Promoting Madison’s Cultural Assets

Newly formed arts alliance
taking shape as a formidable force

The advocacy group will hold
first board meeting in January


(December 2014)
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Don Ward

After a lengthy and exhaustive application process and weeks of waiting, the newly formed Madison Area Arts Alliance could learn by the end of the year whether the city of Madison will earn the prestigious designation as a statewide Cultural Arts District from the Indiana Arts Commission.
Considering the city’s cultural richness and wealth of visual and performing artists, musicians and culinary talents, alliance officials believe Madison deserves to be listed among the handful of other Indiana cities that already have earned the designation. These include Bloomington, Carmel, Columbus, Tippecanoe and Nashville. The designation would bring statewide attention to Madison’s rich cultural assets, according to Kim Nyberg, the alliance’s interim executive director.


Photo by Lisa Newlin

Bob Maile’s Rembrandt’s Gallery
& Wine Bar is an example of the cultural assets that Madison, Ind., has to offer. The wine bar opened Nov. 28 at 323 E. Main St.

Nyberg and Linda Lytle, executive director of VisitMadison Inc., the city’s tourism bureau, traveled to Indianapolis in early November to attend a review of the application with IAC officials. The IAC also is reviewing applications from Elkhart and New Harmony. The IAC gave no indication whether the designation was imminent, Nyberg said, but a decision is expected soon. The IAC accepts applications for the program every two years.
“Our proposed cultural district is large, geographically, but the National Park Service (in 2006) awarded the entire downtown area as a National Historic Landmark District, and we didn’t want to carve off any of the district in our application,” Nyberg said. “The Madison Area Arts Alliance is moving forward with our plans to identify, catalogue and promote our area local artists and craftspeople. The designation is just going to give us the validation and puts on paper everything we already know. It’s amazing to see how deep and broad the arts community is in Madison area. We don’t have to build it; the Madison area is already rich with so many talented people.”
Lytle had worked on a previous project a few years ago to identify and catalog southeastern Indiana artists for the state tourism office’s project, the Indiana Artisan Trail, and she said it was challenging.


She says having the alliance collect and organize the Madison area’s cultural assets will make her staff’s job easier to locate artists and musicians. “Many times, we need information in a timely manner for us to promote it. I don’t think our community has any idea just how many artists we have. When the alliance gets all these people registered, its’ going to be amazing to see.”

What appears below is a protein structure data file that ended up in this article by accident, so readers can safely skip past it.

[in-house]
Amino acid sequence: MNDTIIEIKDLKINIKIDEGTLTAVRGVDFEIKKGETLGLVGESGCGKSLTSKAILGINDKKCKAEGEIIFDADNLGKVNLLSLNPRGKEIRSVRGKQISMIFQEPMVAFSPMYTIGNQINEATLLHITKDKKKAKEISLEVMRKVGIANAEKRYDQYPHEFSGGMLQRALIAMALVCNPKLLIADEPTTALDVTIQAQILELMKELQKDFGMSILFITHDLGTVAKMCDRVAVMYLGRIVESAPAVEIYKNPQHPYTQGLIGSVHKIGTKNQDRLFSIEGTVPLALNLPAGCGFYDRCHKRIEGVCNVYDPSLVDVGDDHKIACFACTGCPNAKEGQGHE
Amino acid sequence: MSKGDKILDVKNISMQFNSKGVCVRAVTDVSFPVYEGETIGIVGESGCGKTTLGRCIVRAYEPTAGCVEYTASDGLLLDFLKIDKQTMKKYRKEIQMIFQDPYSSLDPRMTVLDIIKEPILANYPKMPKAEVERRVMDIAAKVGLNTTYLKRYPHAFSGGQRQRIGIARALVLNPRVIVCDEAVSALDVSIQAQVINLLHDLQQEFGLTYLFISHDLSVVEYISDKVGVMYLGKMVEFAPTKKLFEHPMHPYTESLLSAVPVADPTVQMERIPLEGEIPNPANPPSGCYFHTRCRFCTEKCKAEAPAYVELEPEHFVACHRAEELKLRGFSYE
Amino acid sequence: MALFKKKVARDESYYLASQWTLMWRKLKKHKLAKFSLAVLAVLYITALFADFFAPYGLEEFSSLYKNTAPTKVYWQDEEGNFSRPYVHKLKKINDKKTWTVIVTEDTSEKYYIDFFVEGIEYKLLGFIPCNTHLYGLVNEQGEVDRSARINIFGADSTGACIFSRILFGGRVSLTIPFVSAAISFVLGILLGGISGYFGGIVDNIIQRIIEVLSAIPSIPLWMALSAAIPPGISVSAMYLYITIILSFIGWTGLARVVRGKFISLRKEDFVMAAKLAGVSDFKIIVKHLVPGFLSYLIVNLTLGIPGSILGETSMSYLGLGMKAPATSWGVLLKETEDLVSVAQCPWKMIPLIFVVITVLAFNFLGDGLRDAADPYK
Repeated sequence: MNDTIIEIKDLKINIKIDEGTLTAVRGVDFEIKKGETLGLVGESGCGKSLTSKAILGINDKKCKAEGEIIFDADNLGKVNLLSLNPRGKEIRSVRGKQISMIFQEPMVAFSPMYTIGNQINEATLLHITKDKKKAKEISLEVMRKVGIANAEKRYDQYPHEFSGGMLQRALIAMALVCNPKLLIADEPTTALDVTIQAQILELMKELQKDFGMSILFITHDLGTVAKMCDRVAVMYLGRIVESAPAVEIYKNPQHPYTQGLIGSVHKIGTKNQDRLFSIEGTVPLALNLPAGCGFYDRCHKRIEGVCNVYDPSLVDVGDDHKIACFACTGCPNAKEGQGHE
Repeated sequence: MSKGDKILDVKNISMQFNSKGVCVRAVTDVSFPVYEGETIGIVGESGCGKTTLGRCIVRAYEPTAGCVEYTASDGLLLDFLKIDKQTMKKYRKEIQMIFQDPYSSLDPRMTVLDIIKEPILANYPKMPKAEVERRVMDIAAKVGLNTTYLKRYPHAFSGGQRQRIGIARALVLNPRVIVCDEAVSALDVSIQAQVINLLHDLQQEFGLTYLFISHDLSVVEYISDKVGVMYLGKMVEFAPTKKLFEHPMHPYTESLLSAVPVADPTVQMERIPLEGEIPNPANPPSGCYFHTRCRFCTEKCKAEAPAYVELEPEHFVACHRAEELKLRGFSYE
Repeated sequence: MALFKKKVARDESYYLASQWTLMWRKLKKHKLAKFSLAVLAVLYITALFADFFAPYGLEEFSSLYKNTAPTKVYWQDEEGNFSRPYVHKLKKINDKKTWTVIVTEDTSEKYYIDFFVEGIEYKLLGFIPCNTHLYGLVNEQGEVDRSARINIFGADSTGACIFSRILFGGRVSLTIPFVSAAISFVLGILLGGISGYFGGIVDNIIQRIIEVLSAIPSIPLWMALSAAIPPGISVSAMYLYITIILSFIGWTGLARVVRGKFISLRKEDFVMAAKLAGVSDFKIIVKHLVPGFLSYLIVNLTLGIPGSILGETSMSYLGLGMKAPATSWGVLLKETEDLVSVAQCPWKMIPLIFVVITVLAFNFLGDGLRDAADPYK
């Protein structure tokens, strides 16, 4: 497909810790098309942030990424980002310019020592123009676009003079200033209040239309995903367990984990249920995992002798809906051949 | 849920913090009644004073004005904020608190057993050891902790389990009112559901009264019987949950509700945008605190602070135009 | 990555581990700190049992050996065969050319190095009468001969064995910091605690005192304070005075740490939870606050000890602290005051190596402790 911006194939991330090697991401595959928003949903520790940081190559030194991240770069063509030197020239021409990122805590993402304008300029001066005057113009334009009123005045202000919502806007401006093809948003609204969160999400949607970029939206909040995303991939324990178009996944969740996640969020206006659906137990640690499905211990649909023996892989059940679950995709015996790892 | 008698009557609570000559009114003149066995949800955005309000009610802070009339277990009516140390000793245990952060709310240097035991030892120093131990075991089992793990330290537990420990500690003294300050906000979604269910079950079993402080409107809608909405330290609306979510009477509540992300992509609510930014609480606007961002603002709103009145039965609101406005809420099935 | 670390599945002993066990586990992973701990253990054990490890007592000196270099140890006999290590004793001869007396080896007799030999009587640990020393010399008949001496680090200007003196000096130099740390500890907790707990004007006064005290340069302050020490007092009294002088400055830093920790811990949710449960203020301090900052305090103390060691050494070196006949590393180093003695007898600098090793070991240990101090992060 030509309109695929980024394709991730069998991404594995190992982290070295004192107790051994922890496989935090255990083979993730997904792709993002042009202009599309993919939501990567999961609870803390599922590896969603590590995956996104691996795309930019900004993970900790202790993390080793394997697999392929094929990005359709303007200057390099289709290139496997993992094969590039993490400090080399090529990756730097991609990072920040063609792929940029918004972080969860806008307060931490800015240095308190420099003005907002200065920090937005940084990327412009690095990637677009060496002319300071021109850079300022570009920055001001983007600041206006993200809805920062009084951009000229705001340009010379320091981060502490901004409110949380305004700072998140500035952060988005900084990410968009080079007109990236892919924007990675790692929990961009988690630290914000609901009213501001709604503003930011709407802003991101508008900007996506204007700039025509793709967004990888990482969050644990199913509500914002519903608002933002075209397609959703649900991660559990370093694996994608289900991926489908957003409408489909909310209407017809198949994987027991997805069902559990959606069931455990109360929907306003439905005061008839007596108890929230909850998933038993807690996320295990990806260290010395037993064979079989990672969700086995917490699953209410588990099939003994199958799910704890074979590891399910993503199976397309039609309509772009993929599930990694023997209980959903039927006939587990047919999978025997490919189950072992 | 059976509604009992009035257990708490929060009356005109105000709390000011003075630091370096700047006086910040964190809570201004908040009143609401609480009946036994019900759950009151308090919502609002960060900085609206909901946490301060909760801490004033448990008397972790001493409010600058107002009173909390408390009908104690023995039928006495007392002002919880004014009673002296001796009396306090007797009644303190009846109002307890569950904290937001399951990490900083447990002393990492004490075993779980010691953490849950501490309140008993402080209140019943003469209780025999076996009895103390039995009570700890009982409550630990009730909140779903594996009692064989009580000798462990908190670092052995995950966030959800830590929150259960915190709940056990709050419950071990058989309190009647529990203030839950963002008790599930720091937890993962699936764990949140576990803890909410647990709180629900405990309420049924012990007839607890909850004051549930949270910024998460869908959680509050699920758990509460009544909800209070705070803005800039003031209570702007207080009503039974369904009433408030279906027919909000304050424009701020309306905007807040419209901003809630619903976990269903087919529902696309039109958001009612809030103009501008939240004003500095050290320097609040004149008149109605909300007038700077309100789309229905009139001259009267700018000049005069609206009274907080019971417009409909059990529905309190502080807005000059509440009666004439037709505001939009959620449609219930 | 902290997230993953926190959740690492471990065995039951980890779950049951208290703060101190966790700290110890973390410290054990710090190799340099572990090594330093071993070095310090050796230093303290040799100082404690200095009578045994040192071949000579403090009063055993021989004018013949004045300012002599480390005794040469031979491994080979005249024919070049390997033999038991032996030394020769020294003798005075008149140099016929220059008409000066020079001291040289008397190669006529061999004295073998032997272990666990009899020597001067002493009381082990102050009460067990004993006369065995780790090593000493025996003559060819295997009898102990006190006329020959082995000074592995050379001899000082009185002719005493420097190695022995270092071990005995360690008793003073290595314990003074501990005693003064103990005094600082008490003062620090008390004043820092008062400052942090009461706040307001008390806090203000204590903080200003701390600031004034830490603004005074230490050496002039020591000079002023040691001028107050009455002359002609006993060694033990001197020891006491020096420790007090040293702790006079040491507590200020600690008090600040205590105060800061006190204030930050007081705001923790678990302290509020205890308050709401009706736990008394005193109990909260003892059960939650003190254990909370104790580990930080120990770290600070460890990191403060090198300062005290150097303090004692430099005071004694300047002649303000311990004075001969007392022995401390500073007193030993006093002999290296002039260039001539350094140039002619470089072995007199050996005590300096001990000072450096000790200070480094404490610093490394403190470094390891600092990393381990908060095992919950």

The alliance is in the process of transitioning from a steering committee to a board of directors, and generating “creative rosters” of the more than 400 Madison area artisans in various categories and listing them, with biographies, on a new website. These artisans do not have to be residents of Madison, but instead live in the Madison “area,” with a range of about 50 miles out in both Indiana and Kentucky.
The alliance has created mission, vision and by-laws and obtained its 501c3 nonprofit status in October and is preparing to launch the “Friends of the Arts” campaign and has created a Facebook page.
The alliance is also planning a comprehensive marketing strategy called “Arts Here Now!” that will highlight each of the art forms in the area. “The marketing strategy will be cool and innovative,”
The Alliance has been working since late 2013 and has held bi-weekly meetings with the 11 member steering committee representing all art forms in the area. The MAAA Board of Directors will be made up of half artists and half community members and the first meeting of the new 12-member board is planned for January 2015.
The alliance is still working on filling two remaining artist seats, but so far the board consists of Teresa Waller, fine artist and small business owner; Cara Fox, business owner-Little Golden Fox; David Terrell, Ball State University Director of Economic Development Policy; Ryan Mahoney, vice president, Farmer’s Bank of Milton; Margo Olson, executive director of River Valley Resources; Robin Ryle, writer and Associate Professor at Hanover College; Theresa Strohl, professional photographer; Steve Thomas, culinary wine maker and business owner, Thomas Family Winery; Tracy Wyne, CPA at Sherman Barber and Mullikin CPA; Bill Barnes, CEO and president of the Community Foundation of Madison & Jefferson County.